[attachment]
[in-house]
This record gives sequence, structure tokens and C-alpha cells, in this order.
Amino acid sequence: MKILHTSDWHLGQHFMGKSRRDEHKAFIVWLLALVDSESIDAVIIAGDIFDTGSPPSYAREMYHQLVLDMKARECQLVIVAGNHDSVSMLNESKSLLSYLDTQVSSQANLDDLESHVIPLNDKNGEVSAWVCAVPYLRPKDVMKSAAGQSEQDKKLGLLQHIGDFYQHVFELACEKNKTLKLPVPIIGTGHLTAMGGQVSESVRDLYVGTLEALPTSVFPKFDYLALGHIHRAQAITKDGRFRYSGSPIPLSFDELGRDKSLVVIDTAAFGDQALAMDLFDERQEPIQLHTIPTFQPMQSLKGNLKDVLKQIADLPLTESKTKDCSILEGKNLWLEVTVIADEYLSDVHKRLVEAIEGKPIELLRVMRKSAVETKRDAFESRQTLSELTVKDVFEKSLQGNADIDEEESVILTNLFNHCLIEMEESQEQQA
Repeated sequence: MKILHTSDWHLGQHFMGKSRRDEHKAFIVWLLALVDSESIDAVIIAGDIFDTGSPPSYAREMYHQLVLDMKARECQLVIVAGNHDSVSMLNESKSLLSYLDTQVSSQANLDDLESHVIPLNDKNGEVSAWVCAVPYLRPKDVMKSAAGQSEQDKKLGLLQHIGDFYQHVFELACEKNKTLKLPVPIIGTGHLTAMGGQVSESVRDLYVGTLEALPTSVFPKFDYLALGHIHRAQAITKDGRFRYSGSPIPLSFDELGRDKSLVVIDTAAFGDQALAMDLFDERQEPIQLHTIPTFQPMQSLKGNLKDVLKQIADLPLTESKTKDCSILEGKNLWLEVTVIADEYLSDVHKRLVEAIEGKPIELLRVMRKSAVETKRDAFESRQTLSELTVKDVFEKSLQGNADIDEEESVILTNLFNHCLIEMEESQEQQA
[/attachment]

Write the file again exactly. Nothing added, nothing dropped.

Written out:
[in-house]
This record gives sequence, structure tokens and C-alpha cells, in this order.
Amino acid sequence: MKILHTSDWHLGQHFMGKSRRDEHKAFIVWLLALVDSESIDAVIIAGDIFDTGSPPSYAREMYHQLVLDMKARECQLVIVAGNHDSVSMLNESKSLLSYLDTQVSSQANLDDLESHVIPLNDKNGEVSAWVCAVPYLRPKDVMKSAAGQSEQDKKLGLLQHIGDFYQHVFELACEKNKTLKLPVPIIGTGHLTAMGGQVSESVRDLYVGTLEALPTSVFPKFDYLALGHIHRAQAITKDGRFRYSGSPIPLSFDELGRDKSLVVIDTAAFGDQALAMDLFDERQEPIQLHTIPTFQPMQSLKGNLKDVLKQIADLPLTESKTKDCSILEGKNLWLEVTVIADEYLSDVHKRLVEAIEGKPIELLRVMRKSAVETKRDAFESRQTLSELTVKDVFEKSLQGNADIDEEESVILTNLFNHCLIEMEESQEQQA
Repeated sequence: MKILHTSDWHLGQHFMGKSRRDEHKAFIVWLLALVDSESIDAVIIAGDIFDTGSPPSYAREMYHQLVLDMKARECQLVIVAGNHDSVSMLNESKSLLSYLDTQVSSQANLDDLESHVIPLNDKNGEVSAWVCAVPYLRPKDVMKSAAGQSEQDKKLGLLQHIGDFYQHVFELACEKNKTLKLPVPIIGTGHLTAMGGQVSESVRDLYVGTLEALPTSVFPKFDYLALGHIHRAQAITKDGRFRYSGSPIPLSFDELGRDKSLVVIDTAAFGDQALAMDLFDERQEPIQLHTIPTFQPMQSLKGNLKDVLKQIADLPLTESKTKDCSILEGKNLWLEVTVIADEYLSDVHKRLVEAIEGKPIELLRVMRKSAVETKRDAFESRQTLSELTVKDVFEKSLQGNADIDEEESVILTNLFNHCLIEMEESQEQQA